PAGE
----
Greyton Transition Town, South Africa

Greyton Transition Town (GTT) is the first official transition group in Africa. It was initiated in 2012. A significant focus of their work is on environmental and humane education in local schools. Their activities include transformation a municipal dumpster into a green park and planting 500 trees and planting an outdoor classroom using Ecobrick; learning about permaculture and creating organic food gardens in all six local schools; setting among swap shops where parents and children bring clean and dry recycle wastes in exchange for vouchers; setting up a trial hummane educational program aimed at inspiring empathy in children, etc.

Picture retrieved from Transition Network

Greening of the environment by planting trees in a former dumpster, creative use of non-recyclable materials(making them into Ecobricks for an outdoor classroom), creative ways to encourage the collection of recyclable wastes by children and their parents(by exchanging them with vouchers), the use of organic wastes to plant and provide organic food in the local schools, among other outcomes.

Here is an example of using waste to green the environment, provide organic food, and even building materials. Here is also an example of creatively engaging students and parents in environmental preservation/community building by creating mutual benefits, e.g., the voucher card swaps.

Story shared by Margaret Sergon, USA.

More info here

Rainwater Harvesting in São Paulo, Brazil

Residents of San Paulo, Brazil, experience a chronic water crisis. Because of this, residents of Brasilandia, who have no storage tanks, decided to build their own storage systems. Unfortunately, what was build did not filter the water and did not close tightly causing residents to be seriously ill by using the harvested water. Luckily, Isabela de Menezes of Transition Granja Viana proposed a safer solution. She organized worships that taught residents to make water systems that filtered and stored water directly from the roof. The first two workshops in 2014 were conducted by professor Urbano in Granja Viana and Brasilandia.

Residents learned to build water systems that filtered and stored water. Residents had enough water for household use and watering vegetables.

This is an example of a sustainable solution to a community problem. The solution, given as a skill, made it possible for replication- one neighbor teaching another neighbor.

Story shared by Margaret Sergon, USA.

More info here

Chicago Couple Cancelled Their Wedding But Used $5,000 Catering Deposit To Feed People in need

Emily Bugg and Billy Lewis of Chicago had to cancel their big wedding because of COVID-19, but their cancellation uplifted the needy. This happened after the couple asked if the caterer could convert their wedding food into donated thanksgiving dinners for those in need. Consequently, 200 thanksgiving meals were served to Threshold clients, who are individuals with mental health and substance use challenges.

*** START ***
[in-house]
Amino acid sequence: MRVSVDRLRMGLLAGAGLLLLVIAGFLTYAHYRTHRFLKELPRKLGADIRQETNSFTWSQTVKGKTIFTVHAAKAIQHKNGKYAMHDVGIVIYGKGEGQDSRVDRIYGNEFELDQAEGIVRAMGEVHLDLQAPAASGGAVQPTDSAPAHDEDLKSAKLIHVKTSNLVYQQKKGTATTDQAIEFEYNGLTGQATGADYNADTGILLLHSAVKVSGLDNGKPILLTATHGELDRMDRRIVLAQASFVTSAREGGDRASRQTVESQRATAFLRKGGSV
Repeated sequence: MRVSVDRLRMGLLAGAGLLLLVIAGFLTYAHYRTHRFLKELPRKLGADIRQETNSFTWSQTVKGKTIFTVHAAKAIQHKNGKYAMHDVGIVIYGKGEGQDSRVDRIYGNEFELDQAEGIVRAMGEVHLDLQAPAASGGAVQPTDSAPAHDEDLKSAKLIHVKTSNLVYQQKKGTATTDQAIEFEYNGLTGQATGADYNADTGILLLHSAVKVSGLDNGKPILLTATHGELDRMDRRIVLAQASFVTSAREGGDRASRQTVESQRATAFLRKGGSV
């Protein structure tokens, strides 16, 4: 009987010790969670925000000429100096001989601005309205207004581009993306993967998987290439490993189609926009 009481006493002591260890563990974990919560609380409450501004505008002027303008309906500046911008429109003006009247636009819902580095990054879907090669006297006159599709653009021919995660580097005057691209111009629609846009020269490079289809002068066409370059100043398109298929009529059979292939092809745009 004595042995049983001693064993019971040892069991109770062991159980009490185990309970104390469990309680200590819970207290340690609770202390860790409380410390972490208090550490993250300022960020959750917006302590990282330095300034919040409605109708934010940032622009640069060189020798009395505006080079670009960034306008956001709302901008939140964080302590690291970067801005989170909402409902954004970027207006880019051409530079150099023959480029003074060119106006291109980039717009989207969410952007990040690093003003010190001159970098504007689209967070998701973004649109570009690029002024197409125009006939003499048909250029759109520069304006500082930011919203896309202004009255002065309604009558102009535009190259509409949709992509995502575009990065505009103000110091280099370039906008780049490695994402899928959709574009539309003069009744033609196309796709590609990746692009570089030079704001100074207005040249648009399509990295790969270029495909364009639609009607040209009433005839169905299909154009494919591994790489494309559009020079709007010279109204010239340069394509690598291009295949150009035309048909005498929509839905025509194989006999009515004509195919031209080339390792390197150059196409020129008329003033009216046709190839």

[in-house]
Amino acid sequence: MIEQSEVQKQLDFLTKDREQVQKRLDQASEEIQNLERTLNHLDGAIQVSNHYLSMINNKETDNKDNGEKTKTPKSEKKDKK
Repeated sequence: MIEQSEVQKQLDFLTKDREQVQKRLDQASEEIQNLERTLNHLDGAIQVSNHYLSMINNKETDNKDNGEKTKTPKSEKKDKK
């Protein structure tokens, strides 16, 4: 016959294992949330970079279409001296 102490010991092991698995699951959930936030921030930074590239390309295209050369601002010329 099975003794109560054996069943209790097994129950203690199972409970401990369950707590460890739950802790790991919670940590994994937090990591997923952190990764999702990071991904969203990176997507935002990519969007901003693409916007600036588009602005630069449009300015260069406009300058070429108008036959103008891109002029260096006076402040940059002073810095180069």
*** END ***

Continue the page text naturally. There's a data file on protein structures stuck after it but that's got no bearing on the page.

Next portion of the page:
Thresholds’ clients had a thanksgiving meal. The CEO of Threshold said the donation was truly needed because their clients were not likely to have a thanksgiving meal in 2020 due to financial constraints brought upon by the pandemic. The donated food uplifted the clients’ spirits, warmed the givers’ hearts and enhanced the community spirit.

There are creative ways of giving, even and especially during challenging times.

Illustration: Elena Scotti/The Guardian

Story shared by Margaret Sergon, USA, based on a story originally collected by the Center for Peace and Conflict Studies of Ball State University, Indiana, USA.

More info here

Moving Company Helps Victims of Domestic Violence Leave Abusive Homes at no cost

College Hunks is a hauling company that in 2020 began free haulings services to people fleeing domestic abuse situations. Since the recent launch of this program, College Hunks has completed 100 moves for those fleeing unsafe conditions in both U.S. and Canada. The company saw this need as a priority because they said the lockdown mandated by the COVID-19 pandemic exposed individuals to increased abuse. The procedure of how to apply for this service is outlined on College & Hunks website.

There were 100 individuals moved from an abusive situation to safety and no cost to them. Humans have endless creative ideas for meeting their myriad challenges- new and old.

Picture retrieved from Good News Network

Story shared by Margaret Sergon, USA, based on a story originally collected by the Center for Peace and Conflict Studies of Ball State University, Indiana, USA.

More info here

Captain Tom’, 99, raises more than $31 million for UK carers

Captain Tom Moore, a 99-year-old British war veteran did what he could do to raise money for health care service. Using a walking frame, the world war two veteran walked 100 laps of his garden. His goal was to complete the laps before his 100th birthday.